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Why Julian Casablancas prefers 'Room on Fire' to 'Is This It'

The acclaim that follows The Strokes’ monster debut LP Is This It truly is old hat at this point. With 20 years of separation and hundreds of indie bands that have followed in its wake, there aren’t any descriptors left to throw onto the band’s first album: masterstroke, work of genius, massively influential, yadda yadda yadda.

The album became so popular in such a short amount of time that it also quickly became the albatross that hung around the band’s collective necks. A quick return to the studio attempted to capture the magic that was still surrounding the band in their early years. The follow-up, Room On Fire, features less of a lo-fi sound and a more complete embrace of the twin-guitar dynamic between Nick Valensi and Albert Hammond, Jr.

There is a small but vocal contingent of fans and critics who prefer the more refined sounds of Room on Fire. That group seems to be led by none other than Julian Casablancas himself. While being interviewed by Rolling Stone in 2014, Casablancas explained the connection between the two albums and why he prefers the sounds on Room on Fire.

“I wanted to finish the Is This It? thought; even when we were doing it, I always thought it was part two [of Is This It],” Casablancas shared. “I remember when we started ‘Reptilia’ and ‘The End Has No End,’ I was like, ‘This is the new vibe.’ I think we always felt like we were in jeopardy. When we did Room on Fire, things were established, but things were internally, at least from my perspective, not healthy.”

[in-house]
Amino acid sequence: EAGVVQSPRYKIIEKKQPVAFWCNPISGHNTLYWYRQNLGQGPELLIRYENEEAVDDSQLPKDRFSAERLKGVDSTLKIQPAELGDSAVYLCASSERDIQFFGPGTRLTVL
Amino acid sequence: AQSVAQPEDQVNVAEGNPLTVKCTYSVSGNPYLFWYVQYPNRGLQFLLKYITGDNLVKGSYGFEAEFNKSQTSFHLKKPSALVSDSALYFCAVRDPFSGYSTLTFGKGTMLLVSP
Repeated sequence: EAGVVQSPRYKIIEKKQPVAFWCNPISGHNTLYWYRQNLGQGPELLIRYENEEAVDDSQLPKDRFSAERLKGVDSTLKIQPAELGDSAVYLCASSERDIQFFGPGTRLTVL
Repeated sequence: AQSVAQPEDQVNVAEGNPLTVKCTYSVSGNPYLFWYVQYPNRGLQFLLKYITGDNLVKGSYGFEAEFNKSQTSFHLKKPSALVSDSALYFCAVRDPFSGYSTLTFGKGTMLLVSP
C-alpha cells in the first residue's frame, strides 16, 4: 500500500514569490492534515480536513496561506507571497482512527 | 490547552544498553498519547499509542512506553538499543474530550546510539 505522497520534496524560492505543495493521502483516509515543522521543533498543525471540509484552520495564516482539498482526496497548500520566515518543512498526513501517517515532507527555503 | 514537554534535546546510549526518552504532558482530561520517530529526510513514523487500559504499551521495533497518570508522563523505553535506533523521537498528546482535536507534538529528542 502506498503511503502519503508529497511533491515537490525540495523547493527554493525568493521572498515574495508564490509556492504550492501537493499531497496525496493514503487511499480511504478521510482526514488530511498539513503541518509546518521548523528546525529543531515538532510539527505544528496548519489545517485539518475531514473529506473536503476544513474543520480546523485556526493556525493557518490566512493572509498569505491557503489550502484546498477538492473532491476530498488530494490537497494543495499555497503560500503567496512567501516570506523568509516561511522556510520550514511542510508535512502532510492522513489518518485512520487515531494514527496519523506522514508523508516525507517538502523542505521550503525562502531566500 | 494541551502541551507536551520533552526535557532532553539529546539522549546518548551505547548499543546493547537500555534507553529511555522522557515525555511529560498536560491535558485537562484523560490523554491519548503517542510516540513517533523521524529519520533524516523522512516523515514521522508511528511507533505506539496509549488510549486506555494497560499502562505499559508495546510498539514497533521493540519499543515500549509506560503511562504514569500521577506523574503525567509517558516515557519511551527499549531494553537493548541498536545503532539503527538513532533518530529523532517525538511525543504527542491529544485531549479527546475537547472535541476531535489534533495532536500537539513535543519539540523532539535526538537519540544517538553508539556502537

That last part was pretty easy to see from the outside: Casablancas discusses his own extreme alcohol use throughout the early years of The Strokes in the Rolling Stone feature. Other band members were struggling with their own addictions as well, compounded by expectations and hype that surrounded the band at every turn. With nowhere to go but down, The Strokes opted to fight the established sound that had made them stars.

These days, The Strokes don’t have to actively fight against Is This It anymore. With the success of 2020’s The New Abnormal, a new chapter has begun for America’s premier kings of indie rock. Is This Is isn’t the ball and chain that it used to be, but for those who have been closest to it over the past two decades, maybe it’s time to take a note from Casablancas and pledge allegiance to the band’s second masterpiece, Room on Fire.